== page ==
What is of major interest to haematologists are the egregious publications by Obokata and colleagues.5 Admittedly neither of these publications had major public health implications but their egregiousness shocked the haematology community as both publications had been favourably peer-reviewed and published in a prestigious journal. Their claim was that committed cells could be retro-programmed to become pluripotent cells (the ‘holy grail of cell biologists and haematologists) using relatively simple laboratory techniques, Unfortunately, not true! Although the research was subsequently withdrawn, sadly one of the co-authors subsequently committed suicide.

Therefore, several issues need to be examined urgently. Steps need to be taken to ensure that editors of prestigious journals are prevented from institutional, racial, gender or geographical bias. The pressure to publish or perish remains rampant in many academic institutions while the growth of ‘predatory’ journals makes the likelihood of publishing fraudulent or irrelevant research more likely. As Rawat and Meena pointed out in their article ‘Publish or perish: where are we heading’?:6

Frequent publication is one of the few powerful methods at scholar’s disposal to demonstrate academic talent to peers.

They also point out that there has been a proliferation of scientific/medical journals and that:

Publication has now become obligatory, however equal importance should be given to the education of students.

Reviewer bias is a closely related issue as editors often rely heavily on reviewers’ comments and recommendations. In a recent review of possible peer review bias, Haffar and colleagues conclude by saying:7

Double-blind peer review may be necessary. An open peer review system may be beneficial to authors and reviewers. We must improve the quality, transparency, and accountability of the peer review system.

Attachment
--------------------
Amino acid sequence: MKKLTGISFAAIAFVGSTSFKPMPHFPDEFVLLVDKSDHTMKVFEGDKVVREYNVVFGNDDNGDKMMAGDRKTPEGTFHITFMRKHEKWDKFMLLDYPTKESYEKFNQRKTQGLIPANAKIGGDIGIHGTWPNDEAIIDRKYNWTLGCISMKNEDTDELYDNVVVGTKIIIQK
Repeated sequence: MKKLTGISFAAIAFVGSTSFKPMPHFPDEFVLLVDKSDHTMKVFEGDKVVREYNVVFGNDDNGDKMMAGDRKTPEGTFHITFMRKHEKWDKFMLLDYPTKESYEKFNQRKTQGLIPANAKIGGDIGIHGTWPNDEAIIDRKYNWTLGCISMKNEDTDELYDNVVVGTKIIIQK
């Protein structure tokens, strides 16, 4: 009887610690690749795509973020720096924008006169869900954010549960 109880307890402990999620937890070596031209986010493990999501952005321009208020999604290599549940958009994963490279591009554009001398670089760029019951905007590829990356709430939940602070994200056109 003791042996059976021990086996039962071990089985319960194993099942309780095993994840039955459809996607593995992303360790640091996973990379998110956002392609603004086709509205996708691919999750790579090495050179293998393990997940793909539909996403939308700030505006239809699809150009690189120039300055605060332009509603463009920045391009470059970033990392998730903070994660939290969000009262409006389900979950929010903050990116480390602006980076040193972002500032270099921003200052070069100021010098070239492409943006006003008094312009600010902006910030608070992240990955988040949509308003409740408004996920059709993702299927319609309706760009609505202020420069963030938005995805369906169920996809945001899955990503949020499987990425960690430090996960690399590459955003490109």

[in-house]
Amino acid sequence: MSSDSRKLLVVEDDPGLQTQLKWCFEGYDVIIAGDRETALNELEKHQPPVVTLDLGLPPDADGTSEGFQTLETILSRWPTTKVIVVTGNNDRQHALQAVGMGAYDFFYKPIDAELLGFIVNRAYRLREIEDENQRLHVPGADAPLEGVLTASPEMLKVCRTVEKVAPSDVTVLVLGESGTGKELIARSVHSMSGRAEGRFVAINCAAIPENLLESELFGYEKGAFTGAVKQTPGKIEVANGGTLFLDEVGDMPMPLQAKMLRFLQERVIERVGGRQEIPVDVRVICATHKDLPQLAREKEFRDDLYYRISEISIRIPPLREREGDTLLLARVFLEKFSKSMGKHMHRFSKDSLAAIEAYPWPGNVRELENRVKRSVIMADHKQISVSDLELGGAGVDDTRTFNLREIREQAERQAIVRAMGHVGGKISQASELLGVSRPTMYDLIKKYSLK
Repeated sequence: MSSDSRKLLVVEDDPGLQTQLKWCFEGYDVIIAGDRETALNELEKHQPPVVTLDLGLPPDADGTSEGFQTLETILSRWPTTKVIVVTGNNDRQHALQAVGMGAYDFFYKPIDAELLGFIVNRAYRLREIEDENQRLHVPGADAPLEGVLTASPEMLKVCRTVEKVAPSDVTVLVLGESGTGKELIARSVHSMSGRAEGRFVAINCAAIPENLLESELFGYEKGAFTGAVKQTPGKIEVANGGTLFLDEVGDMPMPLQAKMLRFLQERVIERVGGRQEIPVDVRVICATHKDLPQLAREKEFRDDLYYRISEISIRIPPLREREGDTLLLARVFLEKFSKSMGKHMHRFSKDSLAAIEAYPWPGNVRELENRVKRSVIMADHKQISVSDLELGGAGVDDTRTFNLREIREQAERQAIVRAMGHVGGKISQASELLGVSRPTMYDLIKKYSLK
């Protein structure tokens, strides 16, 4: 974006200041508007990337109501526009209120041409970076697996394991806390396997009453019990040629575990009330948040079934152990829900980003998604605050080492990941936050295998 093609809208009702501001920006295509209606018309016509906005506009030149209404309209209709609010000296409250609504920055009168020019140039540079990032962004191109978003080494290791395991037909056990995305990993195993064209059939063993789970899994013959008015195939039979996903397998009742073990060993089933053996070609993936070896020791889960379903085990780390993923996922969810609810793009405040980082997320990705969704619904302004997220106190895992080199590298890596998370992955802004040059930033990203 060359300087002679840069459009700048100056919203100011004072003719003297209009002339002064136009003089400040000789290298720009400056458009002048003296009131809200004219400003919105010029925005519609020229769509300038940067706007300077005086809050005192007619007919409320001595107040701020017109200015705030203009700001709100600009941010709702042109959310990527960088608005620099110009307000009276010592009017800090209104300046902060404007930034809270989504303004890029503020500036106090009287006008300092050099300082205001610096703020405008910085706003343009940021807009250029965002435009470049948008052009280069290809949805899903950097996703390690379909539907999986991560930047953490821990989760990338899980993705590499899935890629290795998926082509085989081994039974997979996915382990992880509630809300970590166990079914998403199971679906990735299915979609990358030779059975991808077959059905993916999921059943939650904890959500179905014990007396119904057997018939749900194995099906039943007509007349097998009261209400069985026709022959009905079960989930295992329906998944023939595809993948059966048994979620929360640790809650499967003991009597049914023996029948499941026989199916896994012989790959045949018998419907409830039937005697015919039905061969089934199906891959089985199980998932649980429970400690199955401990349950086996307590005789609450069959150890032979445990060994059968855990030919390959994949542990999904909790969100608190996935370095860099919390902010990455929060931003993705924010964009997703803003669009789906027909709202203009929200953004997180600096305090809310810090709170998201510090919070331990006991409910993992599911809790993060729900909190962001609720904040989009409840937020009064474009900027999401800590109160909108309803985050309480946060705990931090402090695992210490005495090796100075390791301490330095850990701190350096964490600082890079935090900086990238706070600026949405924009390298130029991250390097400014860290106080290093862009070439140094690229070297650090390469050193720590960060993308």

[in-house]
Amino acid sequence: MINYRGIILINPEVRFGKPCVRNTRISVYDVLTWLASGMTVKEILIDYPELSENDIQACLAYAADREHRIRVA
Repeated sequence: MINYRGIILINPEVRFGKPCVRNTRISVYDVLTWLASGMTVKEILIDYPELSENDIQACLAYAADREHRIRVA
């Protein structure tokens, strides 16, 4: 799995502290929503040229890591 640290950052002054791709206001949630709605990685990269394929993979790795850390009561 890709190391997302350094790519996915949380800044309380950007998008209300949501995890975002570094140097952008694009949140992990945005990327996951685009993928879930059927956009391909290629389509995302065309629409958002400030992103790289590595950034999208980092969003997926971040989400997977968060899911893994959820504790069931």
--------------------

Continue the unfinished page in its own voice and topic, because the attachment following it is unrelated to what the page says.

Although the evidence of reviewer-bias is inconclusive, many authors have a hunch (sometimes totally incorrect) that research communications from prestigious, well-known authors or from famous institutions have an enhanced chance of being favourably reviewed. Clearly more research needs to be undertaken.

In conclusion, although I do not believe that research should always be ‘functional’, there are clearly some problems. With the plethora of new medical journals being published weekly it will become more difficult to recruit high quality reviewers. Methods other than peer review should be investigated to ensure that bias is not an issue for editors and reviewers. Funding bodies and universities should pay more attention to the quality of the research rather than the quantity and equal credit should be given to other talents, such as teaching students.


About the author

Shaun Richard McCann received his M.B. from University College Dublin. He became a Member of The Royal College of Physicians in Ireland (MRCPI), by examination, in 1973. He was a specialist medical fellow at the University of Minnesota from 1974-76. The main focus of his research then was red cell structure and function, especially in hereditary spherocytosis. Click here to learn more.